Claude is taking a break at the moment, while Birdsong reopens for indoor dining. But on the wings of this success, Bleidorn confirmed he is planning on officially opening Birdbox as a fast-casual spinoff and he’s eyeing a beautiful brick building near the ballpark in SoMa. He hopes to ink the deal shortly and open at the end of 2021 or beginning of 2022. In addition to the specialty sandwich, the plan is really to do all kinds of fried chicken boxes, featuring whole chickens, chicken parts, sandwiches, pot pies, and maybe even the occasional fried quail.

Torima yakitori takeout box from Hina Yakitori

Patricia Chang

The Hina Yakitori 20-Buck Chicken Boxes? They Might Come Back

Other restaurants are pausing popular takeout items, making promises about bringing them back, but staying secretive on the details. Hina Yakitori, the omakase-style counter that specializes in chicken skewers, served up hot takeout with their bento boxes, which were a steal at only 20 bucks, for a gorgeously skewered and arranged chicken box. Hina Yakitori reopened their counter for sit-down dining on May 18, putting a hold on the Torima bento boxes. But the restaurant has set up a separate website and social media account. A rep for the restaurant said “while we envision a return, we don’t have a location or a timeline at this point.” So stay tuned.

Inari sushi from Yubu by the Shota

Patricia Chang

The Fatty Tuna and Inari Pockets from the Shota? They Might Come Back

The Shota, that luxe omakase counter downtown, had a takeout hit when it introduced Yubu by the Shota, filling beautiful boxes with fatty tuna donburi and cute inari pockets stuffed with crab and mushrooms. They say the takeout operation “temporarily” shut down on April 30, in preparation for reopening indoor dining on May 13. However, Yubu by the Shota is still active as a separate Instagram account, so it might be worth keeping an eye on it.

Those Fancy Fine Dining Meal Kits from Lazy Bear? Yeah Gone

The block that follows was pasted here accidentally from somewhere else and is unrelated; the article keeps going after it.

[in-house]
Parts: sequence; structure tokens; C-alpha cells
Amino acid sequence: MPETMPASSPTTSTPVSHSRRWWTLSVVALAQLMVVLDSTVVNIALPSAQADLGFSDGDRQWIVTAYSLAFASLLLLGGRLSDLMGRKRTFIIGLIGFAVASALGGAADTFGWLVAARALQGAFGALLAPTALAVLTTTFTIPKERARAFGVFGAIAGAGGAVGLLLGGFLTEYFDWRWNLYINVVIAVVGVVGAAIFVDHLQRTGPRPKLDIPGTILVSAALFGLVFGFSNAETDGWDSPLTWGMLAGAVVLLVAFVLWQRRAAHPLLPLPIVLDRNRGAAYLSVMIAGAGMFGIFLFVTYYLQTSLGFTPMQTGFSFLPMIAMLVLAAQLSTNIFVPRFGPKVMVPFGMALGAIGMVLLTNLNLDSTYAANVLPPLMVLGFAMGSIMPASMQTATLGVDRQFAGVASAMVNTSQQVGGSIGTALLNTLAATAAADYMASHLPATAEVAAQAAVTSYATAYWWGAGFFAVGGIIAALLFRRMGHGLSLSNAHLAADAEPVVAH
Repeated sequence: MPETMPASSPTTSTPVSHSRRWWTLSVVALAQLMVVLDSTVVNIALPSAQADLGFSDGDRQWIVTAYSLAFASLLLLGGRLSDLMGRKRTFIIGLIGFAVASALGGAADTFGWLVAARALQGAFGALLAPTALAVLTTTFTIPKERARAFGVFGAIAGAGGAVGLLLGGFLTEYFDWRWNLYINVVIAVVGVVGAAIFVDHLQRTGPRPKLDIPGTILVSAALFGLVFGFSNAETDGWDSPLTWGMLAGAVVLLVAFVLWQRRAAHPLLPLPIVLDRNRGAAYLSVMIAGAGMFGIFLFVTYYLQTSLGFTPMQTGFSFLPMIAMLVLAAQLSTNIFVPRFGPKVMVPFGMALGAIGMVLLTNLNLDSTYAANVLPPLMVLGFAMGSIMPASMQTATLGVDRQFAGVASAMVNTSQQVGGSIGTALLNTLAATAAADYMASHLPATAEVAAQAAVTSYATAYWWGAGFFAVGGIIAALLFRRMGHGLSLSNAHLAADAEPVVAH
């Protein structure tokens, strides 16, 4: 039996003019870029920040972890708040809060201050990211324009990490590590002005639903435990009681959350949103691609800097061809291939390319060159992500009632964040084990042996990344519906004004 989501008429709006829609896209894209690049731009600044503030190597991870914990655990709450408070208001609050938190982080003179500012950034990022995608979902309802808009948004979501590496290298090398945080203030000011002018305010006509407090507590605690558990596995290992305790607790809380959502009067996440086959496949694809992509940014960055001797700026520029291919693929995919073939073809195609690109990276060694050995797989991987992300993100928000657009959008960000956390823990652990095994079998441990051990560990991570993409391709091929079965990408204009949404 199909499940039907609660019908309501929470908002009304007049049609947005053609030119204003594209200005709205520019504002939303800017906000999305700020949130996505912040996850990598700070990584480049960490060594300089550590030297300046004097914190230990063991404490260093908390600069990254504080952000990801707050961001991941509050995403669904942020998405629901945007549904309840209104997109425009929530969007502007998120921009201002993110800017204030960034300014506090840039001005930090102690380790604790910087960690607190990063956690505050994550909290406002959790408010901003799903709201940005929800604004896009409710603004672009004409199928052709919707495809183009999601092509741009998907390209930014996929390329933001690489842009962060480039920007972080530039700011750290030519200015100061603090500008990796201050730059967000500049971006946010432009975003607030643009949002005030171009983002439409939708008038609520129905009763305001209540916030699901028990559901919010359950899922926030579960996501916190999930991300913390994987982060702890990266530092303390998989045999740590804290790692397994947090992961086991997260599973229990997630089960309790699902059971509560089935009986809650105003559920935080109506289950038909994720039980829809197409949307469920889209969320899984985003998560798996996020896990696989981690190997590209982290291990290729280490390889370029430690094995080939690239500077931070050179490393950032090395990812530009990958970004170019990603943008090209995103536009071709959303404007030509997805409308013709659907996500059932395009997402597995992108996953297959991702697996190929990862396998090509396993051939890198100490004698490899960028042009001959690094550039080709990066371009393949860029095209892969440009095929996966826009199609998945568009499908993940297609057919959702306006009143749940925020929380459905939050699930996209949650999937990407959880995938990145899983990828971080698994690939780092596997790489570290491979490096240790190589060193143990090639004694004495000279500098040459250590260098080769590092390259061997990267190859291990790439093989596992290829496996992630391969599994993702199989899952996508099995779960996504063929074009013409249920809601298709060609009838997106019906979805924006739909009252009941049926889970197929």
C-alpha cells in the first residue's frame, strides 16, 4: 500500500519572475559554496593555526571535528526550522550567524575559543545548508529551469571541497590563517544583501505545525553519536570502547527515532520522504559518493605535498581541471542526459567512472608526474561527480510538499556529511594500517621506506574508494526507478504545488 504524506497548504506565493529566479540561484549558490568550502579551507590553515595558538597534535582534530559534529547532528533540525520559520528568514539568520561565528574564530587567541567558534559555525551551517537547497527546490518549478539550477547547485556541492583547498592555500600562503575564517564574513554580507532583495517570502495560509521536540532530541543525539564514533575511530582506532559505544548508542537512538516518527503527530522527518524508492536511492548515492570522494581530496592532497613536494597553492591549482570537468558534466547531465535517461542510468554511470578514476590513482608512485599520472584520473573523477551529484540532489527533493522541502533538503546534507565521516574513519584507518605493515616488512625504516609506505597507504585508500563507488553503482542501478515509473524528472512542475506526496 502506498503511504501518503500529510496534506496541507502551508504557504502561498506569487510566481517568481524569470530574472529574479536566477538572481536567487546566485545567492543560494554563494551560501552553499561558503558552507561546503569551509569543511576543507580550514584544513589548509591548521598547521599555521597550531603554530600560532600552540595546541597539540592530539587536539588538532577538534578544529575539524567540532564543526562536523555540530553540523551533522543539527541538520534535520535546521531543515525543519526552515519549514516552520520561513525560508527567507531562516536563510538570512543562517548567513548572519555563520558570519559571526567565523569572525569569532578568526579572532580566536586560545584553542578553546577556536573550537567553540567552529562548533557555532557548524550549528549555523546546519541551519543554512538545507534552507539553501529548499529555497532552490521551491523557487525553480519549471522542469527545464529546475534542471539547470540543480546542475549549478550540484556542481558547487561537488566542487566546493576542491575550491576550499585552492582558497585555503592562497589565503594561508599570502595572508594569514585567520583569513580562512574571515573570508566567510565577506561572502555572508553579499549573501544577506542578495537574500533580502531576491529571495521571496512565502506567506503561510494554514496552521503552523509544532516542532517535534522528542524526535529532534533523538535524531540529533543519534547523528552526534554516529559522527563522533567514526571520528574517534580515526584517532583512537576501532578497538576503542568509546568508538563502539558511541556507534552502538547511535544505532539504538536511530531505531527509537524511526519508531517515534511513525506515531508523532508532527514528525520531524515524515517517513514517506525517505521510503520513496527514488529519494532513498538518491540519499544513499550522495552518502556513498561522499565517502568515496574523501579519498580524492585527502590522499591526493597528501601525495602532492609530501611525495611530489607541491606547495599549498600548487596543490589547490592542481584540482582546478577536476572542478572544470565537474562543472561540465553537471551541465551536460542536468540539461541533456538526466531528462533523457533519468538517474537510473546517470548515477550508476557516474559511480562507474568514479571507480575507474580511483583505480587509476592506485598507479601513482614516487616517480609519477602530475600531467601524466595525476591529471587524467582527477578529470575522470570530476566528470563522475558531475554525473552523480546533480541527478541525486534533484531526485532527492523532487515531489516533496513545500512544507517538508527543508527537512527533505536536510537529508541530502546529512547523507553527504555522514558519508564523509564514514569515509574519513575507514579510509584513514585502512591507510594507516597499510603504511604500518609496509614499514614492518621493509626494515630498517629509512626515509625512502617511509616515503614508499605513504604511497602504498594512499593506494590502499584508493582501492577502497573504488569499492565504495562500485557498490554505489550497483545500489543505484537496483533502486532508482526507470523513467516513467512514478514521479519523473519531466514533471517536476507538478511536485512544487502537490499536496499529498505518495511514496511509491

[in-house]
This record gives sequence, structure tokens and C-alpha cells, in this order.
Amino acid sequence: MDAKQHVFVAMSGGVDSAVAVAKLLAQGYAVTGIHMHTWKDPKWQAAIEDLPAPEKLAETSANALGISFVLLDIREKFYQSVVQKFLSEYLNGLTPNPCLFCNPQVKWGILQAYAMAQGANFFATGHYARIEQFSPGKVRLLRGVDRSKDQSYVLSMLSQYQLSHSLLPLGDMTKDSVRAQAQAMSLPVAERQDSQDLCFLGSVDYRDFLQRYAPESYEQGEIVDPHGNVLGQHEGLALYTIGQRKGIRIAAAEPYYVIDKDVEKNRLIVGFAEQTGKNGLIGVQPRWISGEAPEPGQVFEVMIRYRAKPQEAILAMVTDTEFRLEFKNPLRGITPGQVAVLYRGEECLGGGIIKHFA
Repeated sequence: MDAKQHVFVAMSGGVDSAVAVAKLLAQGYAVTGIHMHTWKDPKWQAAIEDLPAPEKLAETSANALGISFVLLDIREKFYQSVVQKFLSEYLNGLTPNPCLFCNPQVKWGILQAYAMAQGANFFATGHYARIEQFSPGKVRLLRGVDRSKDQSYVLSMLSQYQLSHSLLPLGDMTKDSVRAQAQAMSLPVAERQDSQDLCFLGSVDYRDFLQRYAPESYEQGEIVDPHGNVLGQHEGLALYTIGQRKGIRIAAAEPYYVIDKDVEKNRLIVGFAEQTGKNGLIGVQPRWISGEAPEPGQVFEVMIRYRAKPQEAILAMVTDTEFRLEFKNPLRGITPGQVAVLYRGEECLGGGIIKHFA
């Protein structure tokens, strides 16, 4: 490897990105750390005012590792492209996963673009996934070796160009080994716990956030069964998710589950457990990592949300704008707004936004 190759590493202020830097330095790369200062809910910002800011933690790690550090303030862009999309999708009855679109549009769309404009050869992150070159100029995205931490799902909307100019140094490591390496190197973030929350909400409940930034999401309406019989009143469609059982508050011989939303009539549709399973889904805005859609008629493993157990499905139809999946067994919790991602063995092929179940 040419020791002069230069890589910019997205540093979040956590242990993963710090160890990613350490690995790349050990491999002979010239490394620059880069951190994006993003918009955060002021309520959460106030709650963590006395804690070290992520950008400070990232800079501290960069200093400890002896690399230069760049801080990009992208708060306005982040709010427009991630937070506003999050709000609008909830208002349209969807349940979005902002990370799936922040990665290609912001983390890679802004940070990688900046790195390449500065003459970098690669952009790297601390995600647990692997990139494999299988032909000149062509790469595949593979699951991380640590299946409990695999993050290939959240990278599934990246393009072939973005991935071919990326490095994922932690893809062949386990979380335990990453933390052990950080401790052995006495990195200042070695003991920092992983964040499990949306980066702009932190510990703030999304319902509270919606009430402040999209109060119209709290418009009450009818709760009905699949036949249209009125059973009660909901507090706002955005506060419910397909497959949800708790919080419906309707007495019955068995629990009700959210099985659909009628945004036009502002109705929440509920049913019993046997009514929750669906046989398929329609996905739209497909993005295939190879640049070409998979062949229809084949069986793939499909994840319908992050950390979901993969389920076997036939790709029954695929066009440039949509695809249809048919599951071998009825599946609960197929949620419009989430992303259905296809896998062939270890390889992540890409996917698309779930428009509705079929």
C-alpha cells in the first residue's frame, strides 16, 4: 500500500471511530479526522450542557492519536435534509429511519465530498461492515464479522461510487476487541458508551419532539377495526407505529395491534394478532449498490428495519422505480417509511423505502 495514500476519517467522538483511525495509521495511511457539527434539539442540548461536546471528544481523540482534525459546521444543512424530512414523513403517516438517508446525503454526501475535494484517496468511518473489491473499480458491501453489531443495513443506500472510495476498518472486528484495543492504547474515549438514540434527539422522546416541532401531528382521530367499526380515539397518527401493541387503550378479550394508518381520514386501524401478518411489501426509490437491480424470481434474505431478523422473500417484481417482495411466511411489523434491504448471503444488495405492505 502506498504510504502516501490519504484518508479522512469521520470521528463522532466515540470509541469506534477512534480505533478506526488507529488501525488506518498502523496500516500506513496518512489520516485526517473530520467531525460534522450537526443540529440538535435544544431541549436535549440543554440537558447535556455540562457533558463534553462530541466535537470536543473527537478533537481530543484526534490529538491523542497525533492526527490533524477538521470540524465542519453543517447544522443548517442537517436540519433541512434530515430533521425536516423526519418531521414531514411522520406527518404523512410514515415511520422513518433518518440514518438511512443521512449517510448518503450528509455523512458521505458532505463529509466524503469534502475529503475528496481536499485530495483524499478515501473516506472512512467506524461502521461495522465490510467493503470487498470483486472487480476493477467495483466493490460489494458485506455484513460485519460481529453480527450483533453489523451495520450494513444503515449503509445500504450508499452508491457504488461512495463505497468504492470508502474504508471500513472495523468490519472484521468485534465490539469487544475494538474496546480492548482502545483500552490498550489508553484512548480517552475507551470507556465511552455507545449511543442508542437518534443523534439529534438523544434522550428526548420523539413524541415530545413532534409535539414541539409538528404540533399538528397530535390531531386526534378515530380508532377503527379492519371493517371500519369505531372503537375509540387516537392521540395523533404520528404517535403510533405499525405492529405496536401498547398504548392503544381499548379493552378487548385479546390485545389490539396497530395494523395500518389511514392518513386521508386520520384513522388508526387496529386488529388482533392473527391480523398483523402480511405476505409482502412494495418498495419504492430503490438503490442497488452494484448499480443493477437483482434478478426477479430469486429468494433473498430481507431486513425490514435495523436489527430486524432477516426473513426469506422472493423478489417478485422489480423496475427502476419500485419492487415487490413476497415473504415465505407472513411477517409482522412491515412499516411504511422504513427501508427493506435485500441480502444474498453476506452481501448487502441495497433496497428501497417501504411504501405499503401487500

Remember those fancy fine dining takeout experiences, with many courses and drink pairings, to sear and plate at home? They were once the takeout that pandemic birthdays and anniversaries were made of, but they may not be long for this reopening world. Lazy Bear has wound down their Camp Commissary walk-up window, fancy meal kits, and cocktail bottles. At the time of writing, the restaurant is offering indoor and outdoor reservations starting at $245 per person.

Hoagie from Palm City

Patricia Chang

The Philly-Style Hoagies from Palm City? Still Going Strong

Big sandwiches were a big trend to come out of the pandemic, like the sizeable Philly-style hoagies from Palm City Wines, loaded with mortadella and dripping with spicy mayo. Palm City opened in April 2020, as a wine shop with a few food offerings, but the pandemic made it a sandwich destination. What now? Will they keep making hoagies? Are they tempted to swing back to an original concept? Co-owner Dennis Cantwell says the hoagies are still going strong, although they may become slightly smaller and cheaper (as opposed to “the size of your forearm,” his description), as the restaurant finally pulls out a few tables and chairs, and prepares to ease into indoor and sidewalk seating in the next couple of weeks.

That Extra Cheesy Burger from Nightbird? It Might Pop Back Up

Nightbird fine-dining restaurant flipped to takeout with their Nightburger, a “super classic” burger with double patties, lots of cheese, 138 sauce, and pickles on the side (don’t forget the waffle fries). Chef Kim Alter says it’s last call this weekend and next, so get those final orders in before Sunday, June 6. However, the restaurant says they might bring it back as a pop-up once a month, to “satisfy burger cravings.”

Drool pastry box


That Unusual Pastry Box from Drool? It’s Still Selling Out

Bakery boxes were also an enduring trend during the pandemic, which appears to have lasting appeal. Star pastry chef Nick Muncy, formerly of fine-dining kitchens, is still selling out every weekend and continuing his solo project. He’s currently revamping the menu for Drool, so expect a fresh set of highly unusual pastries to debut shortly. The online orders drop on Mondays, and the boxes are available for weekend pickup and local delivery.

Wait, What About Bottled Cocktails? Well, That’s Up to California

For now, cocktail bars like Horsefeather do seem to be continuing with their takeout cocktail programs, so never fear, you can still get a 4-pack of baby bottle cocktails, complete with the flying pony label, and a side of duck fat fries. But their future is in the hands of the state of California. Cocktails to go were supposed to be temporary, but there’s a proposal to make them permanent. Senator Bill Dodd in Napa proposed State Bill 398, which has already been approved by the State Senate, is now up for a vote in the State Assembly, at which point it will move to Governor Gavin Newsom for approval. Let’s not forget, our governor owns several bars in San Francisco, so here’s hoping that he’s sympathetic. Stay tuned for takeout cocktail updates.